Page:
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World War II Heavy Anti-aircraft gunsite (TS2), 300m east of Chetney Cottages

A Scheduled Monument in Iwade, Kent

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Latitude: 51.3882 / 51°23'17"N

Longitude: 0.7295 / 0°43'46"E

OS Eastings: 590009.627788

OS Northings: 168995.735139

OS Grid: TQ900689

Mapcode National: GBR QR8.Z3B

Mapcode Global: VHKJD.LCHN

Entry Name: World War II Heavy Anti-aircraft gunsite (TS2), 300m east of Chetney Cottages

Scheduled Date: 11 February 2002

Source: Historic England

Source ID: 1020389

English Heritage Legacy ID: 34302

County: Kent

Civil Parish: Iwade

Traditional County: Kent

Lieutenancy Area (Ceremonial County): Kent


The monument includes a World War II Heavy Anti-aircraft gunsite, and its
domestic camp, situated on the western side of Old Ferry Road, about 1km north
of Iwade village, overlooking Chetney Marshes and the River Medway beyond.
The gunsite, known as TS2 (Thames South 2), formed part of a chain of
batteries, positioned to defend the industrial and military targets in the
Lower Thames and Medway areas from high flying strategic bombers approaching
from the south and east. Sources indicate that the gunsite was established by
February 1940, and was equipped with Gun Laying Mk 1A Radar and armed with
four 4.5 inch guns during 1942. It became one of 18 batteries to be upgraded
to accept the first allotment of 5.25 inch guns in 1944 and these were
emplaced, by the end of the year, in four new positions to the north. In
January 1946 the battery was selected to form part of the reduced, post-war
layout known as the `Nucleus Force', with its guns held in readiness off-site.
The earlier installation consists of a north east facing, semicircular
arrangement of four octagonal gunpits, and a central command post for the
4.5 inch guns. The command post, and three of the surrounding emplacements,
were infilled after the war but are expected to survive in buried form. Aerial
photographs, and the partial remains of the fourth gunpit, indicate that each
emplacement consisted of a central gun, anchored by a steel holdfast,
surrounded by six ammunition lockers, protected by an outer, externally
embanked concrete blast wall. These, and the later guns, were served by a
five-bay magazine, located a few metres to the north of the 4.5 inch gun
positions. This survives as a single storey, semi-sunken concrete structure,
set within a concrete walled enclosure. The flat-roofed structure is entered
from an open corridor to the rear, which is reached from ground level by a
ramp at each end. Other structures surviving within this area of the site
include the generator block and attached workshops, situated to the south of
the magazine.
The gun emplacements are reached from the main gate on Old Ferry Road, via a
concrete service road, which loops around the central command post with
offshoots leading to each of the gun positions. A further loop was added to
provide access to the four later gunpits, for the 5.25 inch calibre guns,
constructed some 60m to the north. These surface-built, circular installations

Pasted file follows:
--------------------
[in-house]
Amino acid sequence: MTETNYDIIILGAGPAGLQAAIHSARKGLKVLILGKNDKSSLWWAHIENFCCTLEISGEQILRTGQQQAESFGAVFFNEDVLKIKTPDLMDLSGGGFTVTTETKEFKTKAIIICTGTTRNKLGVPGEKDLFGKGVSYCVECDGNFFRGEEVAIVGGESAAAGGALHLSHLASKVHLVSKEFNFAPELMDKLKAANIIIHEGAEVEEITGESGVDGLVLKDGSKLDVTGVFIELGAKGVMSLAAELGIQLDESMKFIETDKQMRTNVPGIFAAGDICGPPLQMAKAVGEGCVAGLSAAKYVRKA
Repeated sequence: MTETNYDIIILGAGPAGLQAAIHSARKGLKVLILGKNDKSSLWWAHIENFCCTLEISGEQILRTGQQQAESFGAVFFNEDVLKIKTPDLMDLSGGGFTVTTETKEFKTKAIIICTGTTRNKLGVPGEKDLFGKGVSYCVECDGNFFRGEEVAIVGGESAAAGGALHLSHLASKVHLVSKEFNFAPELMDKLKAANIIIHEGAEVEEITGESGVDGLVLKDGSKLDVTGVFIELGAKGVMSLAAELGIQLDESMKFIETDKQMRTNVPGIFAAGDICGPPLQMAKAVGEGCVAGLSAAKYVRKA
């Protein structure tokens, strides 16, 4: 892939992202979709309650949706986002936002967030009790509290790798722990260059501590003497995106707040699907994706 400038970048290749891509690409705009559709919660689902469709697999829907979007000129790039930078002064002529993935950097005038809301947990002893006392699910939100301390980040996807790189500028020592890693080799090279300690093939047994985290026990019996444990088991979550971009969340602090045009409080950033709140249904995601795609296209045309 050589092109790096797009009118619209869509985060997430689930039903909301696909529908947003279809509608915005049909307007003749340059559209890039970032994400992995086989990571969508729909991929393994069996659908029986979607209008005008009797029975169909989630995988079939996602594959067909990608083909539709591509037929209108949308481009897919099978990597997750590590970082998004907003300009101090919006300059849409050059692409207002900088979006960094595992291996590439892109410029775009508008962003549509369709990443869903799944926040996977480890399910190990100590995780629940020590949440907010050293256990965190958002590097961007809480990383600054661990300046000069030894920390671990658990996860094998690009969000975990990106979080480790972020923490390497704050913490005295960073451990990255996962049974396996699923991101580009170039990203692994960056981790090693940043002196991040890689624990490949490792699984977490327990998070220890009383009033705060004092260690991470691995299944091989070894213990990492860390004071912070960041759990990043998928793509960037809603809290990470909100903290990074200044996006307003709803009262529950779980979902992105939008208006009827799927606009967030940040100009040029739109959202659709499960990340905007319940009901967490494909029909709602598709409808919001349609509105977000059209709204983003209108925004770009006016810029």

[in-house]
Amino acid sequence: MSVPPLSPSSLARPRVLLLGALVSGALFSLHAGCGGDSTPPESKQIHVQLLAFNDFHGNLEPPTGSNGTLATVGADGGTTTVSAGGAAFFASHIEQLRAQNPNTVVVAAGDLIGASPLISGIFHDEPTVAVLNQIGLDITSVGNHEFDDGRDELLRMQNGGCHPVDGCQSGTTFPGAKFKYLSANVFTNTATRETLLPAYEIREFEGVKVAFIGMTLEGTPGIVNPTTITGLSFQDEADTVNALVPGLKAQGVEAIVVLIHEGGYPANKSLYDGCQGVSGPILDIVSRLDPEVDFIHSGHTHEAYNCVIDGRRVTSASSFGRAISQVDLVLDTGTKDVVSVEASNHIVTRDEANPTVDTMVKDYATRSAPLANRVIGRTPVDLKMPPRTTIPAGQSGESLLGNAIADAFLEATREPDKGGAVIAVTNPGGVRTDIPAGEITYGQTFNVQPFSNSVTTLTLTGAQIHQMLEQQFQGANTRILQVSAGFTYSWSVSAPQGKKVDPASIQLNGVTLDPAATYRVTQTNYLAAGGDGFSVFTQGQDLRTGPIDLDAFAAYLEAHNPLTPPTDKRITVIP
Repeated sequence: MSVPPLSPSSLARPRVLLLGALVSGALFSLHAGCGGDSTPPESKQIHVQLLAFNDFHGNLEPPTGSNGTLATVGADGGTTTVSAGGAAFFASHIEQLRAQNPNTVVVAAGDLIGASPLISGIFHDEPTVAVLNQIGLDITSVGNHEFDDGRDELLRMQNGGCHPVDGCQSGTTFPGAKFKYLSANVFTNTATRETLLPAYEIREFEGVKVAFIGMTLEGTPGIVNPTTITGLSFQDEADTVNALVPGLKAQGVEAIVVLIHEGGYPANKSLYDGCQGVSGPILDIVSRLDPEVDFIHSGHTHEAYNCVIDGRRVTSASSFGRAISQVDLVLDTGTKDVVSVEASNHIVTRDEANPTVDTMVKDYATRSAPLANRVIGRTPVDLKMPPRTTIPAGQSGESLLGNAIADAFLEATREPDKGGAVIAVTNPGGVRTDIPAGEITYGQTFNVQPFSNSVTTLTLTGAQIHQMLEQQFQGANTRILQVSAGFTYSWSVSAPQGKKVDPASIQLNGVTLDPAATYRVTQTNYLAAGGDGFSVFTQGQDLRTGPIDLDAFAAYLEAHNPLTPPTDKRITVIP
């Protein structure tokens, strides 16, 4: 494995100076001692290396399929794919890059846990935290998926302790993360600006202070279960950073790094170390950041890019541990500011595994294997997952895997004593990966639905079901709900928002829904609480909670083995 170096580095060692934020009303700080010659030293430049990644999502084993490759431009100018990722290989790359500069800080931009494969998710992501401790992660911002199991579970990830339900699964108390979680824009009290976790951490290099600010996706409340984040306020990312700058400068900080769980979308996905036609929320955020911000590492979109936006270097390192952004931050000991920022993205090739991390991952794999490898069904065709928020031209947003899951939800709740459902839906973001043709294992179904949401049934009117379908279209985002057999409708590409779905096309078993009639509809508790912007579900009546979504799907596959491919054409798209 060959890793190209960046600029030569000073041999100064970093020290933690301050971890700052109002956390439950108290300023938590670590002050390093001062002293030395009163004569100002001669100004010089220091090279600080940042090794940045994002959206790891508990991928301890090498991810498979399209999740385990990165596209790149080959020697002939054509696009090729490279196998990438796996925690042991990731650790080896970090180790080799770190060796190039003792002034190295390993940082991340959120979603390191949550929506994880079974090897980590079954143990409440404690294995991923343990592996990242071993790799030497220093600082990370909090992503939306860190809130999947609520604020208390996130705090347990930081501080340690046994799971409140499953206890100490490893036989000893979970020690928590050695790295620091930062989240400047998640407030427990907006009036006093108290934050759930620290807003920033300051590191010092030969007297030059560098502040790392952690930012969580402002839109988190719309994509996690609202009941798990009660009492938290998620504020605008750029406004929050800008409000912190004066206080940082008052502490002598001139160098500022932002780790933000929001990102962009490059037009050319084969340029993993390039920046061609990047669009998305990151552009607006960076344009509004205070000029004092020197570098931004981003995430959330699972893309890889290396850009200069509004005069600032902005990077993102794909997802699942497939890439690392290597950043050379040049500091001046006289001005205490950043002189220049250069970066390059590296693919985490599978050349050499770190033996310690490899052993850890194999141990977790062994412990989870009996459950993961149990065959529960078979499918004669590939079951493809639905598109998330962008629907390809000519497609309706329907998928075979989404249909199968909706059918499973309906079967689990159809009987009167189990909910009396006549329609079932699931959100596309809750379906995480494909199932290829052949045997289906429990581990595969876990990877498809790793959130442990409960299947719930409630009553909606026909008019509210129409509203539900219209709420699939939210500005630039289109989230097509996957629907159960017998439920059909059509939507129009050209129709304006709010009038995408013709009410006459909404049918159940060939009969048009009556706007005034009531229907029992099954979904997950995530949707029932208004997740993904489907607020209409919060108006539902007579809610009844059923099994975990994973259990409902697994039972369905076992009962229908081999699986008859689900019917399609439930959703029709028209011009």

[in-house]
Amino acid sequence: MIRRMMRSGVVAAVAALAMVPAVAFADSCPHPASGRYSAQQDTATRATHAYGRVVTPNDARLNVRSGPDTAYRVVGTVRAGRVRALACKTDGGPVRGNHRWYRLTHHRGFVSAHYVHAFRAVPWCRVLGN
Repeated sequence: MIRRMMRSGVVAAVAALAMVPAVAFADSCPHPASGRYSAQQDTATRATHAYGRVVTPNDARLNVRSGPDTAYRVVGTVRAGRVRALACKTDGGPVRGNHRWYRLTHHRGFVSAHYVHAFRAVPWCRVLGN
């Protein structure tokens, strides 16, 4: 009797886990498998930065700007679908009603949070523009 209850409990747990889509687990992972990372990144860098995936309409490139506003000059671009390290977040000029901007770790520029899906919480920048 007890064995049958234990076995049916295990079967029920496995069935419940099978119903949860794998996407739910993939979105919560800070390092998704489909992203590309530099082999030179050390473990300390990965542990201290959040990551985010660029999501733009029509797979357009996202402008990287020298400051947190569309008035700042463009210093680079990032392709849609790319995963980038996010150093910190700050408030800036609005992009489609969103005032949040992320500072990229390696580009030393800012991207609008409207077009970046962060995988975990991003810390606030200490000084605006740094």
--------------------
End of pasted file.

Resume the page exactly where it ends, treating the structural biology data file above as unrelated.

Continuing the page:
are of concrete block construction, and appear to conform to the design known
as `DFW 55487', issued in September 1944. Each position was originally
embanked externally, although the earth has been removed from all but one of
the emplacements. The deep, central pit within each position is surrounded by
an upper, ammunition gallery, which provided access to the 14 ammunition
lockers set into the encircling parapet. The gallery also served as the
working platform for the crew who manned the power-operated gun, which was
raised on a concrete drum at the centre of the gunpit. The gun was anchored by
a steel holdfast, elements of which survive sunk into the top of the drum. The
operating mechanism was housed in a pit beneath the weapon, and was powered
from a small rectangular engine room, located at the rear of the gunpit.
Around the drum is a spent cartridge trench, linked to the exterior by a
passageway for clearing the cartridges.
The detached command post for the 5.25 inch guns is situated on a long,
straight track, which links the gunsite to its south western entrance on
Raspberry Hill Lane. The single storey command post is a surface-built,
concrete structure consisting of an open element at the front, which held the
fire control instruments, and a covered area to the rear, which housed a
central plotting room, flanked by other rooms including the telephonist's
quarters, rest rooms and stores. Although the instruments and communications
equipment have been removed from the building some of the original fittings
survive. These include an external steel instrument pillar, wooden internal
doors and window frames, and some of the original notices labelling various
components of the command post.
Buildings located along the track, on either side of the command post, include
a gun store; the supporting pillars of a raised water tank and other
structures which belong to the later use of the site as part of the post-war
`Nucleus Force'.
The domestic site is situated about 100m south east of the gun emplacements,
and consists of accommodation huts and other associated structures, flanking
the entrance roadway from Old Ferry Road. The majority of the camp buildings
survive, and consist mainly of red brick, modular structures with pitched
corrugated asbestos sheet roofs, together with some Nissen and Curved Asbestos
hutting. A series of timber huts was constructed along the south western edge